The line to get into Versailles was almost as impressive as the palace itself. Good thing it wasn’t that hot or anything…just a record heat wave across all of Europe. The local news that very morning showed the day’s high temperature in Paris to be equivalent that of Riyadh, Saudi Arabia.
Twice, Sylvia and I had to warn off people who attempted to cut in front of us in line. Multiply that up and down a line of hundreds, maybe thousands of people. You might even say that getting inside was a royal pain in the something or other.
Once inside, some member of our party discovered at the last minute that he’d brought his multi-tool from the hike with him, virtually insuring that we would never make it through the metal detectors alive. (For those of you who have not been to Paris lately…expect HEAVY security everywhere. Checkpoints, bag checks, metal detectors and chemical sniffing dogs are legion, and patrols of heavily armed French police and soldiers walk the streets.) I had to surrender the multi-tool to a bag check to be reclaimed later…the French bag check woman seeming very impressed with the Leatherman.
Finally, we were inside!
Inside is a huge and (in places) seriously crowded house.
There sure are a lot of statues in Versailles.
There’s also a lot of rooms…hundreds, in fact. Built by Louis XIV, perhaps the greatest monarch in European history, the huge size and epic splendor of the palace is quite deliberate. In part it was an attempt to keep the French nobility in one place…and keep them happy and docile. This allowed Louis to completely centralize authority in France, with himself in the center…by the end of his unprecedented 72 year reign, he wielded almost absolute power. It was said that nobles bowed to the royal meal as it was carried through the halls to the King’s table.
Another function of the Palace was as a sort of sensual shock and awe attack launched at visiting dignitaries. European courts of that day prided themselves in their splendor…but Versailles, the ultimate MTV Crib, put them all to shame. It spoke to friends and foes alike that Louis was a man to be reckoned with.
Though his dress an appearance look a bit silly by today’s standards, underneath the wigs and powder Louis was in fact a shrewd, formidable man who outmaneuvered enemies and built the greatest military empire on Earth at that time. He won most of the wars he fought and didn’t win them by spraying perfume.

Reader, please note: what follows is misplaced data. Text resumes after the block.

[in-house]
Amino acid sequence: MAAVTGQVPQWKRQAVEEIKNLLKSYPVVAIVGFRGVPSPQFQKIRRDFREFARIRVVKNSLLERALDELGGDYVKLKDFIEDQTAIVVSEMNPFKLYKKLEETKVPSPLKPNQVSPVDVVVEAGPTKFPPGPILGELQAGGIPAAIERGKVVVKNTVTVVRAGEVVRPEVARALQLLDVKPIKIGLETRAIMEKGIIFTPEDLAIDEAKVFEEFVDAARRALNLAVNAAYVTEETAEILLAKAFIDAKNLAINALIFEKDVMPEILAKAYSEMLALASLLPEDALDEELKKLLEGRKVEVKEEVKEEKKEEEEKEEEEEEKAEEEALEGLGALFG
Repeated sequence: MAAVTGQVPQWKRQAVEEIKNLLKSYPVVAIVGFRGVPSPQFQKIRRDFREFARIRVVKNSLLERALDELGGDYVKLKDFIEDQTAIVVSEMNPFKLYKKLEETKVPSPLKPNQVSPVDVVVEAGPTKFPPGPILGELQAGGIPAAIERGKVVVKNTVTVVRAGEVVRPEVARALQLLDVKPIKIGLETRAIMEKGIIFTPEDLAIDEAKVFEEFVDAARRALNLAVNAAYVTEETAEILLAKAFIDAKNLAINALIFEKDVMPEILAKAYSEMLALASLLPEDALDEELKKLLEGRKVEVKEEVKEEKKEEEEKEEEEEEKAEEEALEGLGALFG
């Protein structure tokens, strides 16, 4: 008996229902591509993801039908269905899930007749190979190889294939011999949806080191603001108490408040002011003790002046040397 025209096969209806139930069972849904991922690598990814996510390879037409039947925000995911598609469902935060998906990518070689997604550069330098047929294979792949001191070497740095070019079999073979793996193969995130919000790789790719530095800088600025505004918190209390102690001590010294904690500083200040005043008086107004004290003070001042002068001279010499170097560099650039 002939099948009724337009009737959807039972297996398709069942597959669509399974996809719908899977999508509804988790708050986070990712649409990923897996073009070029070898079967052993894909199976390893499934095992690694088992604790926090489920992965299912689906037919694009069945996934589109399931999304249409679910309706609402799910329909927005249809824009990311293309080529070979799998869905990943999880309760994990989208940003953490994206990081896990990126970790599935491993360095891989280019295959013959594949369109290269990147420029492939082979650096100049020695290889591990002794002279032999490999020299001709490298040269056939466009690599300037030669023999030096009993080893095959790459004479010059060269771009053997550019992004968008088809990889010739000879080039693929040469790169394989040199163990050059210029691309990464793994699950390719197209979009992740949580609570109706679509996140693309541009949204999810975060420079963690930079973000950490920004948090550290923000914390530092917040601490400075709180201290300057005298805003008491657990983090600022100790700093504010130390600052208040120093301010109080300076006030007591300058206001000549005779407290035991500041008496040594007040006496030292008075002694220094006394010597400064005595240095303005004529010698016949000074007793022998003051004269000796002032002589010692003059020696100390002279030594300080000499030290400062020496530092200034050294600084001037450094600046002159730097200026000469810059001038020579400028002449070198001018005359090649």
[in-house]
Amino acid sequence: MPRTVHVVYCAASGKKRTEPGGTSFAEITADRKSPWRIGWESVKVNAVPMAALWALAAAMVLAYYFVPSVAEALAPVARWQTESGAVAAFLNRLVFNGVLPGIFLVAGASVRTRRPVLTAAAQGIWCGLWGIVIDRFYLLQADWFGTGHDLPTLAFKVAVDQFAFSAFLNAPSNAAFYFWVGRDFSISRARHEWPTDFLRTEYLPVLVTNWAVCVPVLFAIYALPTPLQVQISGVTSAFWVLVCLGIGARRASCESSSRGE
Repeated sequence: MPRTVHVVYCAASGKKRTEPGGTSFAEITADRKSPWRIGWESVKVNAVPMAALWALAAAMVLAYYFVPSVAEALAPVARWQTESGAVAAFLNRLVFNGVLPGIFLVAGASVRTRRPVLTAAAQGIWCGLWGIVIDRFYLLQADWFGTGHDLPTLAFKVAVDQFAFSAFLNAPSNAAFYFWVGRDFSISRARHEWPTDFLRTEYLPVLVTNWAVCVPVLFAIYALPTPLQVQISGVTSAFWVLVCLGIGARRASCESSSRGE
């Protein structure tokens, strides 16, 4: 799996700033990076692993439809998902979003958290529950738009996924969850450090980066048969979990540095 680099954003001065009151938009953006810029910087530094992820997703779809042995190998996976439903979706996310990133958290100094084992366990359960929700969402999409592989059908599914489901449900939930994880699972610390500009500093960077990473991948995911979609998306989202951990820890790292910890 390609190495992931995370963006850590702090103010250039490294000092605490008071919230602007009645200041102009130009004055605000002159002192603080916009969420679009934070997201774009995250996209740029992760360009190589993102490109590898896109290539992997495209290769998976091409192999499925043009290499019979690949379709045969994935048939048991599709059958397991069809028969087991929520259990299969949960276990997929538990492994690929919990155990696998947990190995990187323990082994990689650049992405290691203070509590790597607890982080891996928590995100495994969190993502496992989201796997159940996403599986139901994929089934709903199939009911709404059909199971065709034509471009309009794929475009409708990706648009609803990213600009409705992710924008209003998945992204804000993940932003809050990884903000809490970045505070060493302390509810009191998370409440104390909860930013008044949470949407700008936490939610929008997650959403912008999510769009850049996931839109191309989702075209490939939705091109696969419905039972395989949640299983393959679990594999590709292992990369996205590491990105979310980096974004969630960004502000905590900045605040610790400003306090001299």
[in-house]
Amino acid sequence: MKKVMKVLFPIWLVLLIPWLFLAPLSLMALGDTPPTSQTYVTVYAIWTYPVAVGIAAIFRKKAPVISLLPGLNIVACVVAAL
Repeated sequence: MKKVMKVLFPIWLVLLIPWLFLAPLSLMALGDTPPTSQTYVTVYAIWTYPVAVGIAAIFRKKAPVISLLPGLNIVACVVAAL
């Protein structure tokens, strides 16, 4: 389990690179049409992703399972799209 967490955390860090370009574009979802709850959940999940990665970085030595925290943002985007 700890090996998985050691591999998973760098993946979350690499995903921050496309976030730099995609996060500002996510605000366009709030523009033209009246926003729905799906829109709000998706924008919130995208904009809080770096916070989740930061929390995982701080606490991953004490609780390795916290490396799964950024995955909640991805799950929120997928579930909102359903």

Most famed and splendid of the rooms is the 230-foot long, chandelier studded Hall of Mirrors, where the king often received guests seated upon a silver throne.
We made the mistake of trying to catch a meal in the snack bar, which was so packed they were letting only small parties of 8-10 in at a time. It took us an hour to get a seat. Damned lines.
Though the crowds in Versailles degraded the experience, it is probably true that in King Louis time the halls would have been busy, noisy places too, packed with servants, guards, envoys, officials, courtiers and general hangers on.
After the tour of the inside we went outside for a visit to the enormous royal gardens. These are as impressive as the inside of the palace.
After Versailles we took the train back into the city and walked along the Seine. Paris can be a somewhat intimidating place…but it can also be a picturesque one. The Seine very much reminded me of the Charles River that separates Boston from Cambridge.
While strolling we debated visiting a certain tower that you might have heard of, but it was too late in the day to go up, the lines were already quite long. Instead, we took the subway uptown to see an unusual stone arch.
I’ve spent some time in Arches National Park…I must say that this arch wasn’t quite that naturally beautiful, but it was still very impressive.
But we couldn’t linger long in the cafes because tomorrow we had yet another big day ahead of us in the City of Light.
NEXT UP: We Score a Touchdown At Our Lady of Paris